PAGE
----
“bought from a reputable, grain fed, local source”

    I think its important that the meat you eat comes from a animal that is healthy and eats its natural diet. That would be pretty hard to achieve with a grain fed meat. Cows eat grass. The only reason they feed them grain is because they grow faster. They get sick on grains.

    Also I think that fish is more natual for us to eat than red meat. The easiest animal to catch would be eaten more often. Our bodies react better to fish than red meat (inflamation).

    • Yes, Pontus, great point. I am a vegan obviously so but believe – if meat is a must – it has to be naturally fed and – touche – you point out grass better than grain. Being a vegan I forget this :-) Thank you!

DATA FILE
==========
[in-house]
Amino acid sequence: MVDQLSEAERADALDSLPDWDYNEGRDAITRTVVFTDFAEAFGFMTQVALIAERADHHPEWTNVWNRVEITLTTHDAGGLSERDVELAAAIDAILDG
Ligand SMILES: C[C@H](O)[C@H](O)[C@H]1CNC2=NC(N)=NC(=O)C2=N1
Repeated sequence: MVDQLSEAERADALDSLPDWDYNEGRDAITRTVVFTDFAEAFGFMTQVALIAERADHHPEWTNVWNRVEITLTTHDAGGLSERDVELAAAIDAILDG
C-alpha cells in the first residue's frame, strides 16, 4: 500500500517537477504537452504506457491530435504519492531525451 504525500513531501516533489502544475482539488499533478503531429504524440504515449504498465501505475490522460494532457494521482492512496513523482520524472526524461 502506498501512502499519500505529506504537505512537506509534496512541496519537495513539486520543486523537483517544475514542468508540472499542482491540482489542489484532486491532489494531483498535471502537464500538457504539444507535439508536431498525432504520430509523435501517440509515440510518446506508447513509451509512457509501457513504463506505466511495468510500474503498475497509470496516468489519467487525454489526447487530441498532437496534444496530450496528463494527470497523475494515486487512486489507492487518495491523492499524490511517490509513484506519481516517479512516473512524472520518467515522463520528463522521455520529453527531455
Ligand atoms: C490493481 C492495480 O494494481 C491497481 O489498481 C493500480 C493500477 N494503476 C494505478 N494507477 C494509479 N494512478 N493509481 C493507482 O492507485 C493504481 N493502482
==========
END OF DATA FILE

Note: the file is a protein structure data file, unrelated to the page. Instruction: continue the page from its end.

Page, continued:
9. Oh my goodness, such a wonderful article, I have actually seen myself change before my own eyes. No article, no ones influence, no fabulous recipes, but my body connecting to my brain or vice verses, and my desire for eating meat especially red meat. Just the appearance started to turn my stomach, now even chicken and fish don’t always set well. So reading the article just encouraged me that my body is directing me as to what it needs. Thank you for ALL your sharing. I look forward to my future and healthy life style.

    • So thrilled to hear!!